Review: The Unseemly Education of Anne Merchant by Joanna Wiebe

Monday, January 13, 2014
Why I chose this book:
I received this book as an ARC from NetGalley, but my main reason for requesting it was because the summary sounded like it was right up my alley. I love anything slightly paranormal and slightly spooky. Needless to say, I was not disappointed, and I proved that point by reading it in under 24 hours.


Publisher: BenBella Books 
Publish Date: January 14, 2014
Format: Kindle
Genre: Young Adult, Paranormal, Thriller
Buy: B&N || Amazon || Indiebound 
Synopsis:
So many secrets for such a small island. From the moment Anne Merchant arrives at Cania Christy, a boarding school for the world’s wealthiest teens, the hushed truths of this strange, unfamiliar land begin calling to her—sometimes as lulling drumbeats in the night, sometimes as piercing shrieks.

One by one, unanswered questions rise. No one will tell her why a line is painted across the island or why she is forbidden to cross it. Her every move—even her performance at the school dance—is graded as part of a competition to become valedictorian, a title that brings rewards no one will talk about. And Anne discovers that the parents of her peers surrender million-dollar possessions to enroll their kids in Cania Christy, leaving her to wonder what her lowly funeral director father could have paid to get her in
 and why.

As a beautiful senior struggles to help Anne make sense of this cloak-and-dagger world without breaking the rules that bind him, she must summon the courage to face the impossible truth—and change it—before she and everyone she loves is destroyed by it. (Goodreads)
3 things you should know about this book:

   1. Money breeds power; power breeds evil.
   This is a dark book, for any of you who did not gather that from the summary, but don’t let that daunt you. Even still, this deals with themes like money, power, and chaotic/direct evil intent. In order to get into the elite school, Cania Christy, one has to pay an outrageous amount of money and/or possessions in order to get in. This alone strikes me as such a true and interesting theme in life in general. 

   Money and possessions breed power (hence all the school’s makeup consisting of rich kids), and that power breeds evil, leaving destruction in its wake. I have to give kudos to Wiebe for tackling this theme. It’s a challenging one to pull off, but I feel that her characters are perfectly crafted to carry out these themes, not only that but she makes them human, begging the question: Are all humans capable of such deeds when power is involved?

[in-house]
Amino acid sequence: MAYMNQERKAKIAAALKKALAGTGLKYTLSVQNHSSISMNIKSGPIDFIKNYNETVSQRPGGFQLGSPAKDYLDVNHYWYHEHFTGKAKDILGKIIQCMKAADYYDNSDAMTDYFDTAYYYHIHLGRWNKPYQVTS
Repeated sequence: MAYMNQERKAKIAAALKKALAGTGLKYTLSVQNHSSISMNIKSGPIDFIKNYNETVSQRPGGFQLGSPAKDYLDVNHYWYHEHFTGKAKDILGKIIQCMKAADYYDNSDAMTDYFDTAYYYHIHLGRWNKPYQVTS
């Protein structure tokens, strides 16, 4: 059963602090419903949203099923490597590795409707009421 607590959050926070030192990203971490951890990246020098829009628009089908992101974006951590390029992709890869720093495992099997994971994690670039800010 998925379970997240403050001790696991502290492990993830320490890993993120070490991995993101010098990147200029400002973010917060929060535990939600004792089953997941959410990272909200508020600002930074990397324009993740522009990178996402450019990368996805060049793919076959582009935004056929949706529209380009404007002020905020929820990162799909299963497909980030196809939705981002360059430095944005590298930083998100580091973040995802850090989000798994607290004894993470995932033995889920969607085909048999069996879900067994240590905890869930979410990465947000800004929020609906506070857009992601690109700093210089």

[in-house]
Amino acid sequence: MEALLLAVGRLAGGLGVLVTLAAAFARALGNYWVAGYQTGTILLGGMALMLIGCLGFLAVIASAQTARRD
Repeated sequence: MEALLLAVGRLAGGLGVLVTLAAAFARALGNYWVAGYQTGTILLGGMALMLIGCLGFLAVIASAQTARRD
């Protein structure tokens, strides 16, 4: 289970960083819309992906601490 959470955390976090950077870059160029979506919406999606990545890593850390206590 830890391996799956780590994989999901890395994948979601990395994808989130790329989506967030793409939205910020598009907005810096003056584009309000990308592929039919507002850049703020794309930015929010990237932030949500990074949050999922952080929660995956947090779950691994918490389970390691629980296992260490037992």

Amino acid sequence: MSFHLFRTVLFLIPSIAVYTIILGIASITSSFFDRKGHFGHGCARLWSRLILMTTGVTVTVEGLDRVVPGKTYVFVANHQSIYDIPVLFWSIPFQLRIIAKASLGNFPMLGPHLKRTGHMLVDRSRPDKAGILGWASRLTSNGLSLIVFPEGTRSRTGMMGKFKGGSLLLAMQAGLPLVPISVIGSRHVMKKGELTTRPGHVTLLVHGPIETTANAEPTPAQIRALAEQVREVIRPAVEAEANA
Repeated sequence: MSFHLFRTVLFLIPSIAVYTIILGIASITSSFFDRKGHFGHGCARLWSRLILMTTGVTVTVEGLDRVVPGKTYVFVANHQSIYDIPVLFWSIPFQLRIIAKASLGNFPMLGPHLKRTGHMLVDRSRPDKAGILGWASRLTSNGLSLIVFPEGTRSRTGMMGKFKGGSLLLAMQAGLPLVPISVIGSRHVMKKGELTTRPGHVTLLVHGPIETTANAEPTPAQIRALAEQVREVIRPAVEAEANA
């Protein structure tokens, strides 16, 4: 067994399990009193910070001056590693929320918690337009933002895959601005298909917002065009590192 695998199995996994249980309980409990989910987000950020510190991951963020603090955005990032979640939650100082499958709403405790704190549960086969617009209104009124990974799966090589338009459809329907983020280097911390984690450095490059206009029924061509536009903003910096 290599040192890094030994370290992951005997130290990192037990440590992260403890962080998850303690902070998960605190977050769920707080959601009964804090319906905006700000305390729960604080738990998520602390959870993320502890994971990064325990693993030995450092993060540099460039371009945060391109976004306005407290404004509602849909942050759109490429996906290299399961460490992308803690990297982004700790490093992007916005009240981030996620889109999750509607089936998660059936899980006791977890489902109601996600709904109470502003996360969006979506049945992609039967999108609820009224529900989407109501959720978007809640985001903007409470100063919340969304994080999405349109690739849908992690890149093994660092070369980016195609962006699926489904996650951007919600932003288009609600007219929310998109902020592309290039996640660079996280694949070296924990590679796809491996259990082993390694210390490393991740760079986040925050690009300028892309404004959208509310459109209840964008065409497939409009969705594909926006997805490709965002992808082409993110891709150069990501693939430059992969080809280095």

2. Faustian theme, anyone?
   The first thing that tipped me off to the Faustian theme was the price the parents had to pay in order to get their kids into Cania, that and the contracts signed in blood. I was thoroughly impressed with this theme as well. I can’t go into extreme depths for fear of giving away the last 40% of the novel, but I will say that her use of literature and literary references throughout this book was impressive. I studied English at university, so of course all the works she referenced and/or included were very nostalgic for me. Even further, she used them with care. It is not like Cassandra Clare’s The Infernal Devices series where Clare throws up literary references so consistently that the reader wants to strangle her. It is tastefully placed and only exists because it furthers the plot. Which, in my opinion, is the best way to go about it.

   3. Voice, characters, and cultures.
   The Unseemly Education of Anne Merchant is written in first person POV present tense. Those of you who follow my reviews know that I detest first person POV alongside present tense, because most of the time it is not executed well. This book is one of only three books/series that has pulled this off. So take notes authors; this is the way to do it! Anne Merchant’s voice is so very clear in Wiebe’s writing. Her inner dialogue is fantastic and realistic. As for the dialogue, there were points that I could tell who was talking even before she referenced them —just by the words they spoke, I could identify the character. That alone screams excellent character development and well executed writing. 

   Piggy-backing off of the characters, I was impressed that she had such a variety of characters hailing from so many different places including: Italy, Thailand, Canada, and Mexico. The only negative thing I have to say (which is very minor, I might add) is that she pulls on stereotypes a little too much when it comes to Harper, who is from Texas. Originally being from Texas myself, I found it slightly annoying how she always added a southern adage to her dialogue. Other than that, I actually didn’t mind Harper’s character as much as I thought I would (since at first I found her the cliche Queen B). Otherwise, I absolutely loved Wiebe’s voice and characters.

   Final Notes:
   Overall, I enjoyed this book immensely! I was already very excited about it, because the summary seemed to remind me of The Unbecoming of Mara Dyer by Michelle Hodkin. And just like Hodkin’s book, I was not disappointed at all by this wonderful debut novel. I read it in less than 24 hours, and I don’t regret a single minute! I full intend to get the second one whenever she decides to release it, and you can count on the fact that I will go buy this book in hardback and add it to my bookshelf. 

I gave this book 4.5 stars on my Goodreads

1 comment:

  1. Your review makes me what to read this book! Sounds very interesting.

    ReplyDelete

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